[ The PC Guide | Troubleshooting and Repair Guide | The
Troubleshooting Expert | Troubleshooting Specific Components
| Troubleshooting Hard Disk Drives | Missing
Space Issues ]
I have a hard disk that is over 540 MB in size but the system is seeing it only as a
504 MB or 528 MB drive
Explanation: The system is not seeing the full size of your hard disk. In
particular, the system is detecting the disk as being either 504 or 528 megabytes
(depending on what piece of software is reporting the size). Other than this, the hard
disk does appear to work.
Diagnosis: The maximum size of an IDE/ATA hard disk running in standard,
untranslated mode is 504 binary megabytes, or 528 decimal megabytes. This is the classic barrier that limits the use of
larger hard disks on older systems. In order to use a disk over 504 MB in size, you
must have a motherboard or hard disk controller capable of BIOS translation, or you must
use a dynamic drive overlay to do the translation in software. If your large disk is
showing up as 504/528 MB, then this means that either your motherboard and BIOS do not
have translation support, or that support has not been enabled.
- When you see this smaller size of your disk, make sure you are looking at the whole disk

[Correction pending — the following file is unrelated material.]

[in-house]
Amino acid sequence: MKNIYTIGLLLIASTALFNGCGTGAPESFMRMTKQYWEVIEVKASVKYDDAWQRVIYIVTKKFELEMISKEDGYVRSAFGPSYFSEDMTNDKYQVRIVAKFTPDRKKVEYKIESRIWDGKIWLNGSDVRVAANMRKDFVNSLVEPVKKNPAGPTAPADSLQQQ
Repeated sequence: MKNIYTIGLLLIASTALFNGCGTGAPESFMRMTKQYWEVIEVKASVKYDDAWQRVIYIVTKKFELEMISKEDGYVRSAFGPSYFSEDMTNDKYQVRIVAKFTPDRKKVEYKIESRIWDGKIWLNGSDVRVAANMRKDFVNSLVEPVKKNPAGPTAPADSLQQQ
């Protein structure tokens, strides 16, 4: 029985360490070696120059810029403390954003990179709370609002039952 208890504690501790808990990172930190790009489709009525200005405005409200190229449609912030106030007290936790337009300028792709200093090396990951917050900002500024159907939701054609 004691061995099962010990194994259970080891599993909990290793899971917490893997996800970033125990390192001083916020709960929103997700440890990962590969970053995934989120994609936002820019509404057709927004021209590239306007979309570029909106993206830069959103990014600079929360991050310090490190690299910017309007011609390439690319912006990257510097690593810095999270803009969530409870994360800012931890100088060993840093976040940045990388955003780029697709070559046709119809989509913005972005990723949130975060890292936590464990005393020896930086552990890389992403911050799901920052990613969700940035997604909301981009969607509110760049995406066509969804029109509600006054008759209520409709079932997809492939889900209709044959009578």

and just a partition of it. If the disk has been broken into several partitions then of
course each will appear smaller than the disk itself. To check the size of the physical
disk as detected by the system, use the BIOS setup program or a disk utility like FDISK.
- Check in your BIOS setup program for a hard disk setting like "Translation Mode".
You are looking for a setting that you can set to something like "LBA",
"Large" or "ECHS". These are BIOS translation modes. If you cannot
find any setting like this, the chances are that your motherboard does not support BIOS
translation. If the BIOS date is from July 1994 or later, it should have
translation support for large hard disks built into your BIOS, but older ones usually do
- If your motherboard has translation support, make sure it is turned on. Most
motherboards automatically enable translation when they detect a larger hard disk, but
some BIOSes do not do this properly. It is also possible that if you put a newer disk in
place of an old one, that the old standard mode is still set in the BIOS. You will usually
want a disk larger than 504 MB to be in "LBA" mode, since this is the de facto
standard translation mode for large disks.
- If you do not have native translation support, you will have to add it to the system in
order to allow full access to the disk. There are several ways to do this, generally
involving either an upgrade to the BIOS or hardware, or the use of a software drive
overlay. This section of the Reference Guide
discusses adding translation support to a system..
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